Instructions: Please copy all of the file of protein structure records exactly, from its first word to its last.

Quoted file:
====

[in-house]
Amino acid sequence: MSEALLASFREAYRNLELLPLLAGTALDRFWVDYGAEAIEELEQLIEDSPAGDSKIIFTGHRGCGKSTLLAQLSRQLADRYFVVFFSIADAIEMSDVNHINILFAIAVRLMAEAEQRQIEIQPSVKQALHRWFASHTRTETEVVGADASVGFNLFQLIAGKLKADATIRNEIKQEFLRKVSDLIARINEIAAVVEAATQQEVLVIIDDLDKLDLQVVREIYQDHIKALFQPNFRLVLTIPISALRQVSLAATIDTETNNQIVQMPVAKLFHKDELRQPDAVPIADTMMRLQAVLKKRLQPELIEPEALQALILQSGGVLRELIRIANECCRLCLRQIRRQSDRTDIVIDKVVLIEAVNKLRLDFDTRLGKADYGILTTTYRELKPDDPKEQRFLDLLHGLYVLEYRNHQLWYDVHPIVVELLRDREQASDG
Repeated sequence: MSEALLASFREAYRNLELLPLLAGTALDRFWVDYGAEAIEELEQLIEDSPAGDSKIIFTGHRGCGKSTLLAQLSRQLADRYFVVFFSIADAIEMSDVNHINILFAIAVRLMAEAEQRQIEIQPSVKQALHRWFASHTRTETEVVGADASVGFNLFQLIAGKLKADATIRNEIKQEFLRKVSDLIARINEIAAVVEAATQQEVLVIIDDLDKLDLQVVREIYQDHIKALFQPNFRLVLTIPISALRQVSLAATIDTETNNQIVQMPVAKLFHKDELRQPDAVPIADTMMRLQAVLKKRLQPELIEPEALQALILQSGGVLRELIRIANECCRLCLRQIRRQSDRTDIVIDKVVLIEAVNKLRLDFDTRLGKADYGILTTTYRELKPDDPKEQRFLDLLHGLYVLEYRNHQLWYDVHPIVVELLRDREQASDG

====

[in-house]
Amino acid sequence: MSEALLASFREAYRNLELLPLLAGTALDRFWVDYGAEAIEELEQLIEDSPAGDSKIIFTGHRGCGKSTLLAQLSRQLADRYFVVFFSIADAIEMSDVNHINILFAIAVRLMAEAEQRQIEIQPSVKQALHRWFASHTRTETEVVGADASVGFNLFQLIAGKLKADATIRNEIKQEFLRKVSDLIARINEIAAVVEAATQQEVLVIIDDLDKLDLQVVREIYQDHIKALFQPNFRLVLTIPISALRQVSLAATIDTETNNQIVQMPVAKLFHKDELRQPDAVPIADTMMRLQAVLKKRLQPELIEPEALQALILQSGGVLRELIRIANECCRLCLRQIRRQSDRTDIVIDKVVLIEAVNKLRLDFDTRLGKADYGILTTTYRELKPDDPKEQRFLDLLHGLYVLEYRNHQLWYDVHPIVVELLRDREQASDG
Repeated sequence: MSEALLASFREAYRNLELLPLLAGTALDRFWVDYGAEAIEELEQLIEDSPAGDSKIIFTGHRGCGKSTLLAQLSRQLADRYFVVFFSIADAIEMSDVNHINILFAIAVRLMAEAEQRQIEIQPSVKQALHRWFASHTRTETEVVGADASVGFNLFQLIAGKLKADATIRNEIKQEFLRKVSDLIARINEIAAVVEAATQQEVLVIIDDLDKLDLQVVREIYQDHIKALFQPNFRLVLTIPISALRQVSLAATIDTETNNQIVQMPVAKLFHKDELRQPDAVPIADTMMRLQAVLKKRLQPELIEPEALQALILQSGGVLRELIRIANECCRLCLRQIRRQSDRTDIVIDKVVLIEAVNKLRLDFDTRLGKADYGILTTTYRELKPDDPKEQRFLDLLHGLYVLEYRNHQLWYDVHPIVVELLRDREQASDG